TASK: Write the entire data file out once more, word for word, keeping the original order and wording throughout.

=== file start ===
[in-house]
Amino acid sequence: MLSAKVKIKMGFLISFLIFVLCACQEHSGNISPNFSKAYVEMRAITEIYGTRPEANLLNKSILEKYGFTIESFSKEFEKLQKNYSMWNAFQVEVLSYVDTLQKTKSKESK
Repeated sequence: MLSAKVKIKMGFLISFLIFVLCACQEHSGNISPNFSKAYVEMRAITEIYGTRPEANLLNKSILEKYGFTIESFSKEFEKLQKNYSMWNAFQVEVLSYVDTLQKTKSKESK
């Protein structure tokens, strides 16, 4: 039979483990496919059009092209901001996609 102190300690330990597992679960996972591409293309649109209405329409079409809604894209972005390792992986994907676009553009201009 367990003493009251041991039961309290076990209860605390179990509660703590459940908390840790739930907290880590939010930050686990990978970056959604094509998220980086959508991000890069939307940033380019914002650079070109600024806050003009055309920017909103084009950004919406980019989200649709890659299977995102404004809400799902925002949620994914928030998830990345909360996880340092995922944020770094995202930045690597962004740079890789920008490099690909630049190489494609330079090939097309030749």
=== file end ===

[in-house]
Amino acid sequence: MLSAKVKIKMGFLISFLIFVLCACQEHSGNISPNFSKAYVEMRAITEIYGTRPEANLLNKSILEKYGFTIESFSKEFEKLQKNYSMWNAFQVEVLSYVDTLQKTKSKESK
Repeated sequence: MLSAKVKIKMGFLISFLIFVLCACQEHSGNISPNFSKAYVEMRAITEIYGTRPEANLLNKSILEKYGFTIESFSKEFEKLQKNYSMWNAFQVEVLSYVDTLQKTKSKESK
């Protein structure tokens, strides 16, 4: 039979483990496919059009092209901001996609 102190300690330990597992679960996972591409293309649109209405329409079409809604894209972005390792992986994907676009553009201009 367990003493009251041991039961309290076990209860605390179990509660703590459940908390840790739930907290880590939010930050686990990978970056959604094509998220980086959508991000890069939307940033380019914002650079070109600024806050003009055309920017909103084009950004919406980019989200649709890659299977995102404004809400799902925002949620994914928030998830990345909360996880340092995922944020770094995202930045690597962004740079890789920008490099690909630049190489494609330079090939097309030749």